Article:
(p.745) The creation of the Family Division can be seen in retrospect to have had considerable significance, not least in confirming the separate identity and intellectual respectability of family law. But the legislation was strongly criticised at the time11 for its limited scope.12 In particular, the legislation dealt only with the arrangement of business at the highest level in the court hierarchy, and did nothing to reform or integrate the extensive family jurisdiction exercised by magistrates. There were many who believed that much more radical reform was necessary: the creation of the Family Division of the High Court did little to still criticism of such matters as the random distribution13 of family business between the High Court the county court and the magistrates,14 the supposedly criminal atmosphere of the magistrates’ courts, and the fact that the basis of matrimonial relief differed according to the court in which proceedings were instituted.15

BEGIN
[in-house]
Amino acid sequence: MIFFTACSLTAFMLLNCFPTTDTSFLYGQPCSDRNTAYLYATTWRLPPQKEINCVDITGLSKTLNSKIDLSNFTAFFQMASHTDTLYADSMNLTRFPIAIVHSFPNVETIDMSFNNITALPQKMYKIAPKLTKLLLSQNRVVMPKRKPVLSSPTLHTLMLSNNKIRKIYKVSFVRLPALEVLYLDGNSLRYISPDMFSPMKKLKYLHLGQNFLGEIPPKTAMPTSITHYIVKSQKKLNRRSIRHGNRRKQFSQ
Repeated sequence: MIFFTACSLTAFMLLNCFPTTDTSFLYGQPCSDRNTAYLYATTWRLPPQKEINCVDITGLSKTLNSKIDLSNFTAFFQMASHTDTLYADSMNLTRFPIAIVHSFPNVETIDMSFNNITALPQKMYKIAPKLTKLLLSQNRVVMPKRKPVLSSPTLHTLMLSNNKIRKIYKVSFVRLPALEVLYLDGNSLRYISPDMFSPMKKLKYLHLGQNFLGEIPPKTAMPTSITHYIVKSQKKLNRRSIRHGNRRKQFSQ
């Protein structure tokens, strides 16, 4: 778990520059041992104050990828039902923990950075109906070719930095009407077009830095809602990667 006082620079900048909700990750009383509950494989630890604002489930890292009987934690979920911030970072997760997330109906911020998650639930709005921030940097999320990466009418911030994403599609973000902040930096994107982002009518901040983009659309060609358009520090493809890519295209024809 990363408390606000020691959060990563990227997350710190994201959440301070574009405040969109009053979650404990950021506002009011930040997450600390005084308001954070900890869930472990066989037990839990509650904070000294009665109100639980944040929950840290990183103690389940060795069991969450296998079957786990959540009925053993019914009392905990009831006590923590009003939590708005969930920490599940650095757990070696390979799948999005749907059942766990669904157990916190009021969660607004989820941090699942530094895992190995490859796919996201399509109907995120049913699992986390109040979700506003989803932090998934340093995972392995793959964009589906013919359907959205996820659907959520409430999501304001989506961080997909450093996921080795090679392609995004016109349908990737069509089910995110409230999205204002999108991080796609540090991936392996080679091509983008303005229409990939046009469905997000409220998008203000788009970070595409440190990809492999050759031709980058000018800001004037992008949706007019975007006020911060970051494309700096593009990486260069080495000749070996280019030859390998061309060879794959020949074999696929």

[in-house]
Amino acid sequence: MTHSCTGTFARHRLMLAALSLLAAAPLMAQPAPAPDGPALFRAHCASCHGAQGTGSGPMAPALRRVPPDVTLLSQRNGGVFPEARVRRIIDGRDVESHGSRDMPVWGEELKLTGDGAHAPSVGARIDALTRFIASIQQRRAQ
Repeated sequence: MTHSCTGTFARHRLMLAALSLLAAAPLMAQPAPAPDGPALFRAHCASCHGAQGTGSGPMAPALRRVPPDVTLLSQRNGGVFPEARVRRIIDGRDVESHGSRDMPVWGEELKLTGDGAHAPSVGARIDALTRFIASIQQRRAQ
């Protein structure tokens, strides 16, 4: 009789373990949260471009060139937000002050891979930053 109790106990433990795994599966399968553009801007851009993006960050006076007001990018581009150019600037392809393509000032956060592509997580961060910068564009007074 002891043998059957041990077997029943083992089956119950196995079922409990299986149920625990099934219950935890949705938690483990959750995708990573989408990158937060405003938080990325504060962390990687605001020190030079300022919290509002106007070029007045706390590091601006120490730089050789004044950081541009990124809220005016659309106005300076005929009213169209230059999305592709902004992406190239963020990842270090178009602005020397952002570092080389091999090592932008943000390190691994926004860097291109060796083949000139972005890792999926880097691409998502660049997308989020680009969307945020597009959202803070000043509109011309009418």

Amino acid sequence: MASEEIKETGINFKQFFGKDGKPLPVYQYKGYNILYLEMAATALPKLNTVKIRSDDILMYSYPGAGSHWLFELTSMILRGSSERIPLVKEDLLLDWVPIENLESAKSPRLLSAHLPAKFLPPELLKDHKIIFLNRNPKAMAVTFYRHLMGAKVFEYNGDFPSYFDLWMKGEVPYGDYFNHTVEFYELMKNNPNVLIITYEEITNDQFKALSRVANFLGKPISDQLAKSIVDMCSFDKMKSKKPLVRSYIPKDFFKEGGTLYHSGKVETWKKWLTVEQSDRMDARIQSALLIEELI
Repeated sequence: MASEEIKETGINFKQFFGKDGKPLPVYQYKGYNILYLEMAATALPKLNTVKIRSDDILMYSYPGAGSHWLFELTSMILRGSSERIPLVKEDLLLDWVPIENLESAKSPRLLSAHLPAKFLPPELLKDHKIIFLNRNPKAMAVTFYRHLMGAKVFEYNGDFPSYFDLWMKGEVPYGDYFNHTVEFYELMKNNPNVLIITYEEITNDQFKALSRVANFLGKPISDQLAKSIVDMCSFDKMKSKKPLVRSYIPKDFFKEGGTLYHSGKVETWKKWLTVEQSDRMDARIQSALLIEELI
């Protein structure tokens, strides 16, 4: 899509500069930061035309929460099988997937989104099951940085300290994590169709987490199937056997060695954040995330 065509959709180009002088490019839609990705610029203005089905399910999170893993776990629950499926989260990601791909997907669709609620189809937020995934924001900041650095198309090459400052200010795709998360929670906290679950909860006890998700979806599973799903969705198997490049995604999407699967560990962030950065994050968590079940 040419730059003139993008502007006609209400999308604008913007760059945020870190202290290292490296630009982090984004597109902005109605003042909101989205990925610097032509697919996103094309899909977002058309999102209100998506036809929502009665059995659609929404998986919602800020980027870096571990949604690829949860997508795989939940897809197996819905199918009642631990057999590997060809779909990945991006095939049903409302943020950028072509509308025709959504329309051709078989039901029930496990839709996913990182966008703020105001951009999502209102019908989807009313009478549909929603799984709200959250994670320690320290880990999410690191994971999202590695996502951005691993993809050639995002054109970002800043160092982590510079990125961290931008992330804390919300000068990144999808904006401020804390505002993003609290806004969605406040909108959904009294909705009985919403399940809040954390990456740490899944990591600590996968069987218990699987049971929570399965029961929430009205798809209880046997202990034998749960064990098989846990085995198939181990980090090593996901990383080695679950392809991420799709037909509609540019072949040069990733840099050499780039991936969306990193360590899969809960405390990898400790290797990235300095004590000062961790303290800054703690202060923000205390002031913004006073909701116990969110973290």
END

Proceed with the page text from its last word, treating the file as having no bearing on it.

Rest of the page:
The Finer Report was not the first official body in this country to suggest the creation of a system of ‘family courts’. In 196517 the White Paper The Child The Family and the Young Offender18 heavily influenced by the notion that protecting society from juvenile delinquency and helping and protecting deprived children were complementary rather than contradictory,19 had made a proposal for the creation of ‘family courts’20 to work in partnership with ‘family councils’. Those proposals were never accepted, and reforms of the law relating to children made by the Children and Young Persons Act 196921 did not extend to any radical restructuring of the court system. But the notion of a ‘family court’ remained the subject of favourable if loosely structured comment and discussion:22 there was little if any analysis of what exactly was meant. As the Finer Report noted, the notion of a ‘family court’ had come to be canvassed amongst social workers and family lawyers but submissions on the subject made to the Committee offered, for the most part, ‘more by way of enthusiasm than elucidation’; and the Report found it difficult to ‘extract from the discussion precisely what [were] the attributes and advantages of the institution which those who praise it have in mind’.23